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Promoting safe behavior in the workplace is a key element in safety management, as well as building and maintaining a positive safety culture within the organization. It’s through behavior-based safety that comprehensive systems and procedures will be applied effectively and turned into reality. No matter how good your safety policies are on paper, as long as they’re not reinforced by proactive employee involvement, they will only have limited success.

It’s widely accepted that an effective risk management and control program will depend, in large part, on the individuals’ behavior at all levels within the organization. Good systems and procedures are not enough on their own. It depends on how the company will put these systems into practice. As such, behavioral safety techniques will help improve health and safety by discouraging unsafe behavior and promoting a self-sustaining culture of safety.

What Is Behavior-Based Safety?

Behavior-based safety (BBS) can be defined as a process of building a strong partnership between workers and supervisors in an attempt to promote safety in the workplace. It does so by placing a strong emphasis on staff members’ actions and behaviors. Whether it’s about always wearing protective equipment when entering the facility or following strict protocols when handling certain equipment, every member of the team has a part to play in an all-encompassing safe work environment.

A company culture that promotes behavior-based safety is not only focusing on its employees’ attention to their actions but also involves a proactive studying and measuring of risky and unsafe behavior. It should also provide observational data on how to encourage change in the workplace. This structured technique will ensure the health and safety of the workforce, as well as provide long-term benefits.

One study conducted by the Center for Behavioral Safety deduced that behavioral safety can greatly increase productivity levels within an organization. The study was conducted on a manufacturing facility with roughly 400 employees. The study noted that the average number of workdays lost due to workplace injuries in any given month were at around 10.9 days. When a comprehensive behavior-based safety program was introduced, that number dropped to around 1.5 days per month. So, not only did the program manage to increase the occupational safety and health of the employees but also increase the productivity of the entire organization.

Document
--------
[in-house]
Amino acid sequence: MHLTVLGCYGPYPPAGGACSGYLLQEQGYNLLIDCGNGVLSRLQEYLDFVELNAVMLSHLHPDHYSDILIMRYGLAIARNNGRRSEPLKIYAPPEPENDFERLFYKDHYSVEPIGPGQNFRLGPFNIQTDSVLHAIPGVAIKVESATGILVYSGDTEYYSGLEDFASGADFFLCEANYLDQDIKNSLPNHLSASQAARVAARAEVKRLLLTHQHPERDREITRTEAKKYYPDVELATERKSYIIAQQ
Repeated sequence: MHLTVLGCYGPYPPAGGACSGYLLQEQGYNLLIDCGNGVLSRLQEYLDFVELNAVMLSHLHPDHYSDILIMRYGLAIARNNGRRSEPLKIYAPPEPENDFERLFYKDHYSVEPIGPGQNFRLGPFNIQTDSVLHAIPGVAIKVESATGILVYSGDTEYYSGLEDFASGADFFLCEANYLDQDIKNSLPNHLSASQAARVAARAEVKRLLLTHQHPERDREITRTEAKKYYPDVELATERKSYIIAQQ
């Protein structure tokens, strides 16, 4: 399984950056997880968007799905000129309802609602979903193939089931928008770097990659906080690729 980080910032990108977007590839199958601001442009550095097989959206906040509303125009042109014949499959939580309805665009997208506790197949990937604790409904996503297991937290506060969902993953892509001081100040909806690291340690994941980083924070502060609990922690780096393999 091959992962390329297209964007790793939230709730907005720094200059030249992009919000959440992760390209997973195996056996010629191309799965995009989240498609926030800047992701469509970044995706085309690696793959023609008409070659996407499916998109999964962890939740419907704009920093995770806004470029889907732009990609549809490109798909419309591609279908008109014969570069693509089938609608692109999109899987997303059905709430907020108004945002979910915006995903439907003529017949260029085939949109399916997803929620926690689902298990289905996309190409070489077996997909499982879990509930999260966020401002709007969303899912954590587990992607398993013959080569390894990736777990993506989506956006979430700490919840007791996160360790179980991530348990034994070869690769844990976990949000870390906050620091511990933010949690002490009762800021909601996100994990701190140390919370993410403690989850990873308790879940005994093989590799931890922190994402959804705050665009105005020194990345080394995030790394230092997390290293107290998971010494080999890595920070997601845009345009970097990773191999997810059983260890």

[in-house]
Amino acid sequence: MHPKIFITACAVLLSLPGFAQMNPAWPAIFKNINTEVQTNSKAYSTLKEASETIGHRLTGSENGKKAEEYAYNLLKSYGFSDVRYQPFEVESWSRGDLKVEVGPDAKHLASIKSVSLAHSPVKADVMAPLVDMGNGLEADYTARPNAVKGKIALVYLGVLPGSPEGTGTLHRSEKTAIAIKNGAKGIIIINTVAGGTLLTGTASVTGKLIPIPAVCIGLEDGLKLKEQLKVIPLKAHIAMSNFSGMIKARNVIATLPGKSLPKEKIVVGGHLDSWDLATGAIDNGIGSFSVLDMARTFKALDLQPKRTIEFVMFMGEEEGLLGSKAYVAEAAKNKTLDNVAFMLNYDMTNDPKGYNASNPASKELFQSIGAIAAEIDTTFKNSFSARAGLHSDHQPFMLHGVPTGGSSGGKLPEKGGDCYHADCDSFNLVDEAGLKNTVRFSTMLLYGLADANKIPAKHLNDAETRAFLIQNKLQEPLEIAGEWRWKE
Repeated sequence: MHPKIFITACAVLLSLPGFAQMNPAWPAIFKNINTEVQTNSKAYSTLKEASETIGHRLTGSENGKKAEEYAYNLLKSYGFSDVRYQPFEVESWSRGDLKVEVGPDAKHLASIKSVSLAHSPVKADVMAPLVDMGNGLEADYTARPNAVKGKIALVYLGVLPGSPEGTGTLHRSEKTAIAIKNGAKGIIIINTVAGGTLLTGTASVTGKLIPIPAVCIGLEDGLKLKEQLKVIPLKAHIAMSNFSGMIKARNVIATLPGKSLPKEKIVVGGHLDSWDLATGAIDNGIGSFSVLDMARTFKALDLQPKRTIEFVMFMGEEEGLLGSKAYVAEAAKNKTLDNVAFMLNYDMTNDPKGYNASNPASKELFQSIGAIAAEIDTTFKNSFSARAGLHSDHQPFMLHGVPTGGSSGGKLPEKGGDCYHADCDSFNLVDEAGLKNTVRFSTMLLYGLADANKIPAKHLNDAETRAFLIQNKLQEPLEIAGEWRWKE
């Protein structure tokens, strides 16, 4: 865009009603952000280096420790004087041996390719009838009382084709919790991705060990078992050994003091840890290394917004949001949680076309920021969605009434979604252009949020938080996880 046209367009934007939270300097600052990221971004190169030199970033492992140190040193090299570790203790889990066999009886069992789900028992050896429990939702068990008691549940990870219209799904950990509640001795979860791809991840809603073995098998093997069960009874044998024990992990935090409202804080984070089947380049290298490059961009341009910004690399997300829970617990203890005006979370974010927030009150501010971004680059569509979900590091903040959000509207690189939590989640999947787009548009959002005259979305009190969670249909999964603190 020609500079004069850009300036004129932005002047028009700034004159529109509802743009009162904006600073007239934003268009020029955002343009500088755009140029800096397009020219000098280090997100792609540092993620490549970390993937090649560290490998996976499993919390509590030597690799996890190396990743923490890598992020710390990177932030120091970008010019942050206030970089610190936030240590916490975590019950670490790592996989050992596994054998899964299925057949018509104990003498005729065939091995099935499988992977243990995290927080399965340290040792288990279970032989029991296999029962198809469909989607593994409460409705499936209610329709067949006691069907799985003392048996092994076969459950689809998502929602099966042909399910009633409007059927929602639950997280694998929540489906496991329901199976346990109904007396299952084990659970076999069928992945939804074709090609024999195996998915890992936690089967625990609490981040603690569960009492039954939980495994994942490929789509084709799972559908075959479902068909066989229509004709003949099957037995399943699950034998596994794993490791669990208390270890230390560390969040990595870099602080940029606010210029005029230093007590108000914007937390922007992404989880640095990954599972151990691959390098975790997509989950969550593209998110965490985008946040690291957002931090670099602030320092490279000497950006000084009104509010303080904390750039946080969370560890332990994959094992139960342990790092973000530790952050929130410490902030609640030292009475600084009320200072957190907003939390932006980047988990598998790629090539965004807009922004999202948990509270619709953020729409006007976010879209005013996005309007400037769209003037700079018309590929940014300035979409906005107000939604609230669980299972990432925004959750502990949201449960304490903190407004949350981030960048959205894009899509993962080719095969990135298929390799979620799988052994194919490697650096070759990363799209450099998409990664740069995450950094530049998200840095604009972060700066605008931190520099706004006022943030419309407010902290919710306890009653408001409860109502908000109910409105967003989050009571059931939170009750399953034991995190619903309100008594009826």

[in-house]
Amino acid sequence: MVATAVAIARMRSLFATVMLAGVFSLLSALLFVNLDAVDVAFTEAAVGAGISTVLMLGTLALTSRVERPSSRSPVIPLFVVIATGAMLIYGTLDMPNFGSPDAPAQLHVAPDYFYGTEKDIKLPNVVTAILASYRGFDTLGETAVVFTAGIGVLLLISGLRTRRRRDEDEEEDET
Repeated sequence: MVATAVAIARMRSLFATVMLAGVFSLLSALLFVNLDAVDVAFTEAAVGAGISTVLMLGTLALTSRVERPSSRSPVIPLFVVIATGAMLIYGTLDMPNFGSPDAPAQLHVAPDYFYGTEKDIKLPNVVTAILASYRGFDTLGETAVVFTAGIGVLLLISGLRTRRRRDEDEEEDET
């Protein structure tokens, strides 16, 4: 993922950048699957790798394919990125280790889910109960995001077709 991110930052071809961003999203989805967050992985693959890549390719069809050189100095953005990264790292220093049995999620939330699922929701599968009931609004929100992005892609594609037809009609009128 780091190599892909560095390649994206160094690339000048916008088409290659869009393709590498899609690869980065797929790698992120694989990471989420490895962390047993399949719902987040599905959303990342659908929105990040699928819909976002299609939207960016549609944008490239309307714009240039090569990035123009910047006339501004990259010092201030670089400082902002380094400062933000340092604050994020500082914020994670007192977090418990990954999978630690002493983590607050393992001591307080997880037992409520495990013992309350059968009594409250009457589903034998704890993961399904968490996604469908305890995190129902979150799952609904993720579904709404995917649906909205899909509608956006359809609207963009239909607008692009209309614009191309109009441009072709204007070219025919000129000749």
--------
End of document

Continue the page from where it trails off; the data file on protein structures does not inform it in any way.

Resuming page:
Setting the Groundwork For a Successful Behavior-Based Safety Program

When implemented correctly, a BBS program can generate a tremendously positive change and help build a strong safety culture within the company. To do so, however, businesses will need to:

  • Observe Employee Habits and Behaviors – During the initial stage, supervisors will need to gather data about their employees’ habits. They do so in order to understand the ins and outs of all work-related safety issues that may exist. This will include analyzing both safe and unsafe behaviors in order to pinpoint all trends and opportunities for improvement.
  • Analyze the Information – After collecting all the relevant data, supervisors will need to analyze it to determine which habits and behaviors need to be adjusted to promote more safety in the workplace.
  • Generate Solutions – Once problem areas have been identified, it’s crucial that you come up with ways to reduce or eliminate those safety hazards. While there are general best practices for all sorts of different situations, it’s important to keep in mind that there are no one-size-fits-all solutions. Every working environment is, more or less, unique, meaning that the solutions also need to be specially tailored to that environment. This also means that involving your employees in the decision-making process and allowing them to offer solutions is beneficial. Not only will they be in the best position to do so, but they will also have a greater sense of responsibility for the solutions provided.
  • Fit Testing – Just because an idea makes sense on paper, it doesn’t mean that it will also perform in reality. This is where supervisors will test the new safety protocols and solutions on the front lines, making adjustments wherever necessary and encouraging employees to keep to these safe behaviors.
  • The Evaluation Stage – The final step of an effective behavior-based safety program is to run through the entire safety checklist to determine if the desired change has been completely implemented and if it is, in fact, effective.

The Importance of Safety Leadership